Thursday, 23 January 2020

Brexit: the facts of life are pretty grim

Whatever the final agreement on fishing looks like, there's no getting round the fact that the UK sold its quotas and under international law foreign boats will still fish in UK waters. The June Mummerys (Brexit Party) of this world are in for a serious disappointment either way. If there is an agreement on fishing then we will subscribe to parts of the CFP and there will be a framework for mutual access in the future. If there isn't an agreement, however, then we are going to have to find a new market for over 70% of our catch because we won't be landing it or selling it in the EU.

If anyone is entertaining any notion of rejuvenated coastal communities then they're off their rockers. The industry has changed and it takes fewer boats to catch the same amount of fish. With Boris Johnson making huge promises to the industry he's going to be deeply unpopular with reality comes knocking.

I don't see a bright new dawn for British fishing or British coastal towns. They're too far away from anything to be useful as dormitory towns so they're destined to remain retirement villages or welfare slums depending on the quality of the nearby beaches. These towns don't really produce anything and there is no economic logic in regeneration. There have been attempts at regeneration in the 90's which by now look equally shabby and unloved. Those little plaques with EU stars on them didn't win them any friends.

We can also say pretty much the same of the mining towns. Nobody under thirty five can even tell you where the local pit was. There's no revival of "coalfield communities" to be had. Where mines do reopen they tend to be open cast using a fraction of the workforce. Even in he early eighties the pits were investing in advanced skip winding systems so had they remained open they would still have seen a dramatic reduction in the workforce seeing northern and Valley villages turn into ghost towns.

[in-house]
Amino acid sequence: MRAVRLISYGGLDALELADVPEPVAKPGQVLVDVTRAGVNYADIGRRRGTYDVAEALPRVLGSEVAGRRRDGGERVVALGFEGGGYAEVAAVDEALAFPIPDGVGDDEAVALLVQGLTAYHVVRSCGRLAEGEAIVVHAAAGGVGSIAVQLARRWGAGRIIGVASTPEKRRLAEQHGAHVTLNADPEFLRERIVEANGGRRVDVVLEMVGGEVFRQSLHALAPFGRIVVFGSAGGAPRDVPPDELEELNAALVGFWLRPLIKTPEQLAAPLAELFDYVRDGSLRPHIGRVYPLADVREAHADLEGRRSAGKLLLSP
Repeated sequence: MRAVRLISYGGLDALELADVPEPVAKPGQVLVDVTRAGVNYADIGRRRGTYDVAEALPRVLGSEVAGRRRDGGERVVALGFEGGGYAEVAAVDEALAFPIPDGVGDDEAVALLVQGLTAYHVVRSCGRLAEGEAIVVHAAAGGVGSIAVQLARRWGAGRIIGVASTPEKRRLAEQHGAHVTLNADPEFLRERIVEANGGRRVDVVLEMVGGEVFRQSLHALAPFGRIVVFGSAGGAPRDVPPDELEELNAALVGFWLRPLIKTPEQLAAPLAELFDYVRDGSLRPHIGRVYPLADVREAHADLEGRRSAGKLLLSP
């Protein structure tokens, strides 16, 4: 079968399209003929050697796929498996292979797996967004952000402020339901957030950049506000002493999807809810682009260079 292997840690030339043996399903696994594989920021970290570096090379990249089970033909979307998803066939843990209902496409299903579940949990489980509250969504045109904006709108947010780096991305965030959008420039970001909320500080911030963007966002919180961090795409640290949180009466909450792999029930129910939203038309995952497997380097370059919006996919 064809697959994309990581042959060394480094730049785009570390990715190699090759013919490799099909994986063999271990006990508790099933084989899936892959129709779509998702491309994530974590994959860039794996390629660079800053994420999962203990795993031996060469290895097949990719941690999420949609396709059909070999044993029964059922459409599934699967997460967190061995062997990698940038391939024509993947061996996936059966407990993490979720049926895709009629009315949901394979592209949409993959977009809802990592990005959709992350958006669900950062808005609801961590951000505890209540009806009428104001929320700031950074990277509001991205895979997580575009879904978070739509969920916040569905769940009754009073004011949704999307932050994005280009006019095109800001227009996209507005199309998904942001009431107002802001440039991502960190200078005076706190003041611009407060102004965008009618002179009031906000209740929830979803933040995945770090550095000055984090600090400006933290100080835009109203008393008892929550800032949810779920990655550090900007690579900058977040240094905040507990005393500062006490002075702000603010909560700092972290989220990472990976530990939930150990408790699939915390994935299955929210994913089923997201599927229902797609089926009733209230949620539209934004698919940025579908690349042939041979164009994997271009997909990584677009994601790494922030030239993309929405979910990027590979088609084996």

The same problem extends to steel production too. There are renewed efforts to return steel making to the north east but again production requires only a fraction of the manpower and even heavily subsidised (if such is within WTO parameters) it's still not going to be able to compete globally so we are likely going to see a drive for British ships made from British steel which is going to substantially increase the costs of defence which may even lead to a reduction in the number of ships we can afford to buy and operate. I can't see that lasting very long as an idea.

Being that we are so short on ideas we now see politicians of all stripes invoking the words "green new deal". The Americans are at it, Labour leadership contenders are at it, the EU is at it and very probably those words will fall from the lips of Boris Johnson (if only as he struggles to fill airtime in an awkward interview).

And we know that means. More land given over to solar panels and more offshore wind turbines. Basically a subsidy bonanza that we all pay for through our electricity bills and the jobs are going to be given to cheap foreign labour. We know this because that's how it's been for the last twenty years and there is no reason to believe any of that will change. It's going to get worse too. It won't be long before Amazon distribution warehouses are almost entirely run by robots. We're gradually making work redundant.

In short the crapology we see from "lexiters" with their grand reindustrialisation plan is dead in the water. The absence of EU state aid rules doesn't make WTO convention disappear and it doesn't stop the EU or anyone else retaliating. Moreover, with Boris Johnson terminating our single market preferences to a very large extent it's difficult to see where we're going to sell our goods.